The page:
Background: Cancer-Associated thrombosis is common. Recommended treatment is daily injected low-molecular-weight heparin for 6months. Most studies focus on prophylaxis and treatment; few have explored patients’ experience.
To identify and synthesise the available literature concerning patients’ experience of cancer associated thrombosis.
Systematic literature review and qualitative thematic synthesis.
MEDLINE, Embase, CINAHL, PsychINFO (until 10/2016; limited to English) were searched. Eligible papers were qualitative studies of adult patients’ experience of cancer-associated thrombosis. Two researchers screened titles/abstracts/papers against inclusion criteria with recourse to a third for disagreements. Critical Appraisal Skills Programme qualitative checklist tool was used for quality appraisal.
1397 articles were identified. Five qualitative studies (total n=92; age range 32 to 84 years) met the inclusion criteria. Participants had various cancer types. Most had advanced disease and were receiving palliative care. Four major themes emerged from the data: knowledge deficit (patients and clinicians); effects of cancer associated thrombosis (physical and psychological); effects of anticoagulation; coping strategies.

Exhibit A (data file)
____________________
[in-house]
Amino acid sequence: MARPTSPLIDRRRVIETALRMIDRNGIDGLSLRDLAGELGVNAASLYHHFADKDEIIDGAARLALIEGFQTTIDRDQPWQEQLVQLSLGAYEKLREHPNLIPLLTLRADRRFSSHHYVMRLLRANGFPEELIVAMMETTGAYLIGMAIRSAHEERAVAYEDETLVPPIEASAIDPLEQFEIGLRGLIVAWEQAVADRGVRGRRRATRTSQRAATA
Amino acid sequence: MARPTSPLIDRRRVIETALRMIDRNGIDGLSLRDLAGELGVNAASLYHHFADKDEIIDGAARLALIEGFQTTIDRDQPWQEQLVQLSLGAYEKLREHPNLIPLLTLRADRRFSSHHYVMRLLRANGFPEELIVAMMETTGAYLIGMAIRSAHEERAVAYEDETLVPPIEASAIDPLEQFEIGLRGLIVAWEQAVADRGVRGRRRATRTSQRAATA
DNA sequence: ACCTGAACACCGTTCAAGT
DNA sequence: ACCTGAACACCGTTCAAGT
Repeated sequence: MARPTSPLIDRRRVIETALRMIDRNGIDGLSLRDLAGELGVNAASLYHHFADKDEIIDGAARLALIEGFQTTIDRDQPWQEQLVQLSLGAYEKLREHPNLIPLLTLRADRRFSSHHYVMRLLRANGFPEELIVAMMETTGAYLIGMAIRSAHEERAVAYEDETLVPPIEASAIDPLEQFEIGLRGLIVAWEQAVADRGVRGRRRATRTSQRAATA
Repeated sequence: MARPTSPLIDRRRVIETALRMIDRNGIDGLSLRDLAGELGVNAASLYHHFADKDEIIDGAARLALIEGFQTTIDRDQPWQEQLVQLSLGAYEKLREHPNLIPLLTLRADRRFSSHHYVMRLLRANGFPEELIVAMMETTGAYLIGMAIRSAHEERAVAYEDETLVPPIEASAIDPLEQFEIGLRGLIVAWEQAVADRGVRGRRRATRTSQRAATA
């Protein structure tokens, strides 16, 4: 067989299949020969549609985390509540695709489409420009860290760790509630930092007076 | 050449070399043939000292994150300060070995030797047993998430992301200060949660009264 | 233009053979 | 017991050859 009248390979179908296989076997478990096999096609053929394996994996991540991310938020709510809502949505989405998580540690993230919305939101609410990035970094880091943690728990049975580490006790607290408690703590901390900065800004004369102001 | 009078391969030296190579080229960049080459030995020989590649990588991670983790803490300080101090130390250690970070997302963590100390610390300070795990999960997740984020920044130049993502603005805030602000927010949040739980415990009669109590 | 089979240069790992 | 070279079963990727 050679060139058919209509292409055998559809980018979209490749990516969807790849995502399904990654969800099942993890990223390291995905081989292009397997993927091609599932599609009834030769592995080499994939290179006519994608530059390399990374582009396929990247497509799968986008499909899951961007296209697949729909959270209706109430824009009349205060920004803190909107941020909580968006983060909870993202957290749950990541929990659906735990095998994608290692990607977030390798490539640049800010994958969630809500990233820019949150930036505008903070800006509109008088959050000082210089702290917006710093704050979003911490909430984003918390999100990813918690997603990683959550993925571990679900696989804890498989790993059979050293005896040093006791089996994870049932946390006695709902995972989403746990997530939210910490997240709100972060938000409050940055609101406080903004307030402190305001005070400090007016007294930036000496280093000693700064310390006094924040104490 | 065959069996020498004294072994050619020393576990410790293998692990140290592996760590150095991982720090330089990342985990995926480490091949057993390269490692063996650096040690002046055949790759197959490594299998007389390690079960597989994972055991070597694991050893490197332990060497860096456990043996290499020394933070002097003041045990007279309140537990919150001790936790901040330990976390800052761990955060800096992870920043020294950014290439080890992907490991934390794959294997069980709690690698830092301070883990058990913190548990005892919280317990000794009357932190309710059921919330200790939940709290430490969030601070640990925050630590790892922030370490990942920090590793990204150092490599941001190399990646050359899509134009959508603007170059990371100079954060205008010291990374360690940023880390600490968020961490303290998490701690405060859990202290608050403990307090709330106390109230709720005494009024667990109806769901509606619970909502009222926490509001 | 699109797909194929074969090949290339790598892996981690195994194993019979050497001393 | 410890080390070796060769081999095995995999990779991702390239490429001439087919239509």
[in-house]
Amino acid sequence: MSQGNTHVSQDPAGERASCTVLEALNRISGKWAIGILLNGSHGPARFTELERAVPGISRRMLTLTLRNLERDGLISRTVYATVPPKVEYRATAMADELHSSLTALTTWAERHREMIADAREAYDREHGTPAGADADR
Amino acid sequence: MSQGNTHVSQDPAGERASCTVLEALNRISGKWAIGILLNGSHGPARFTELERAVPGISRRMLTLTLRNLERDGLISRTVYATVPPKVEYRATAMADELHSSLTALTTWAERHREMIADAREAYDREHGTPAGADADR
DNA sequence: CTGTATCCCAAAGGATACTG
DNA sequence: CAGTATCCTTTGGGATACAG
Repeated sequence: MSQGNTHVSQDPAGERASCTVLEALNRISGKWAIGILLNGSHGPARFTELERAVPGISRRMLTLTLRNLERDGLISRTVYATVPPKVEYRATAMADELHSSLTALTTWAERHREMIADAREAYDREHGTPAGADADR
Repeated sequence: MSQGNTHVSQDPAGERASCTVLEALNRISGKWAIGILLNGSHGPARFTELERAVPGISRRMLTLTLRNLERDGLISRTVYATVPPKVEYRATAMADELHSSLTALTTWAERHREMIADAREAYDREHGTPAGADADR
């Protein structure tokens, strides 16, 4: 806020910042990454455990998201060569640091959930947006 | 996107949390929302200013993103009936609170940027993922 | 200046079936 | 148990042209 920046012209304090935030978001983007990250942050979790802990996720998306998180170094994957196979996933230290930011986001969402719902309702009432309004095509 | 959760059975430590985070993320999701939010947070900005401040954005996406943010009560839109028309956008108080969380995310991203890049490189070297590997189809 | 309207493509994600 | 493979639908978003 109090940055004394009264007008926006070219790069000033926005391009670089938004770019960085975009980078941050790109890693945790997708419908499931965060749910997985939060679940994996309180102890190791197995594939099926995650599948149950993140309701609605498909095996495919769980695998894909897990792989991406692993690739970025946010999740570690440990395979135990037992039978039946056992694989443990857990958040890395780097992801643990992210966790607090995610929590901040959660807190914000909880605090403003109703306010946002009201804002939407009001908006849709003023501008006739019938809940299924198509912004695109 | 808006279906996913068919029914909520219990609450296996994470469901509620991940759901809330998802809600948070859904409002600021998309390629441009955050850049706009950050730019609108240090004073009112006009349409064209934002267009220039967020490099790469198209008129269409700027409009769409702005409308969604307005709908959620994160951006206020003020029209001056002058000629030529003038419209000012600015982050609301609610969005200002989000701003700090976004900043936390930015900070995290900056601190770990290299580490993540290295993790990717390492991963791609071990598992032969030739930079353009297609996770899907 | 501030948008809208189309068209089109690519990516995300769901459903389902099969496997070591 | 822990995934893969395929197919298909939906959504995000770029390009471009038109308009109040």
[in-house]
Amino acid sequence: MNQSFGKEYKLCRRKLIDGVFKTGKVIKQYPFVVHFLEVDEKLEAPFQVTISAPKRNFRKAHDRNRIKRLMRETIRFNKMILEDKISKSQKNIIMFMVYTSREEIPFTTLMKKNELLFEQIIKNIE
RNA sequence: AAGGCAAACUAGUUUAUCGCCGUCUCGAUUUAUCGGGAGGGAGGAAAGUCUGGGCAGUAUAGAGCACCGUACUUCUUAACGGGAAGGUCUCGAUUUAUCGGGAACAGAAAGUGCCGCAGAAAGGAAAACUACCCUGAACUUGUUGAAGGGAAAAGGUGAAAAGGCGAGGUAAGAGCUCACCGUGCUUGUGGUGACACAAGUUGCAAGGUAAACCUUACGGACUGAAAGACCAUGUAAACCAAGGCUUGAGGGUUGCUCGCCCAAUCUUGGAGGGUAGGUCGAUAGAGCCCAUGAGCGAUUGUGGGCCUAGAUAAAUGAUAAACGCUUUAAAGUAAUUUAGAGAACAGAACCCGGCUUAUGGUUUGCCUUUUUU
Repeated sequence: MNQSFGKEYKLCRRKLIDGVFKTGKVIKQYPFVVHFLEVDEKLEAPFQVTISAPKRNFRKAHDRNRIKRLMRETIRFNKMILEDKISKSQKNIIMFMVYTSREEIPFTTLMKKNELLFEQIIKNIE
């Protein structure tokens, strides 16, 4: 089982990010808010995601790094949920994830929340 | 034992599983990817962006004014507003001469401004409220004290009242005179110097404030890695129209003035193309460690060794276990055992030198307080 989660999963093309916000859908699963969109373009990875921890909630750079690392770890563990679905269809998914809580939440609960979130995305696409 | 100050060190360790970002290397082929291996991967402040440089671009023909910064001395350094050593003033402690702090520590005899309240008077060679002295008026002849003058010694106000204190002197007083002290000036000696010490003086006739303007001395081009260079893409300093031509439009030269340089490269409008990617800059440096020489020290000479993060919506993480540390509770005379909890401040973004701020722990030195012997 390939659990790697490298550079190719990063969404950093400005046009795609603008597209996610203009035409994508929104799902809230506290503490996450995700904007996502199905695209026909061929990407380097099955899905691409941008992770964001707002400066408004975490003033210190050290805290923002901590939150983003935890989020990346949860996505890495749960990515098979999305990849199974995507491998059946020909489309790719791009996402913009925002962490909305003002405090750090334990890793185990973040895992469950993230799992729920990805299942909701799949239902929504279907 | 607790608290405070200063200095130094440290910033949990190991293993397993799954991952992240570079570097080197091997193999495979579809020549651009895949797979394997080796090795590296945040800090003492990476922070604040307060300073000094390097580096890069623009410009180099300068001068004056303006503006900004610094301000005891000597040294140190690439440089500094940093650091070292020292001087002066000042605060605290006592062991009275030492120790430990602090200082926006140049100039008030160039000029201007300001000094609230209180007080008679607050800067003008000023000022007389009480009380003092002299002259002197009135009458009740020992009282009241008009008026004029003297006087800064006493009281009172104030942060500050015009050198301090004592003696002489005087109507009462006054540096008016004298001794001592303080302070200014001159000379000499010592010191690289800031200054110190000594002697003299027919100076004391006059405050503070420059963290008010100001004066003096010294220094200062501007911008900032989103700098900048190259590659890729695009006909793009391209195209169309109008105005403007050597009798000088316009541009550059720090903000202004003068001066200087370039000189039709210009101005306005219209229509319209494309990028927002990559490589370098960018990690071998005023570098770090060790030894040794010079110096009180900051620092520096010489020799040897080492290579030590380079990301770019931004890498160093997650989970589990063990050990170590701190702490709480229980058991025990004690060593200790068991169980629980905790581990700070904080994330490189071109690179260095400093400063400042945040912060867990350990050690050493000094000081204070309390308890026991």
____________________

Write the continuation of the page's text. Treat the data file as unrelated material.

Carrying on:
The cancer journey is difficult in itself, but thrombosis was an additional, frightening and unexpected burden. Although the association between cancer and thromboembolism is well known, cancer patients are not educated routinely about the risk or warning symptoms/signs of thromboembolism which may otherwise be misattributed to the cancer by patient and clinician alike. This systematic review highlights the impact of cancer-associated thrombosis on the lives of cancer patients, and calls for education for patients and clinicians to be part of routine care, and further work to address this patient priority.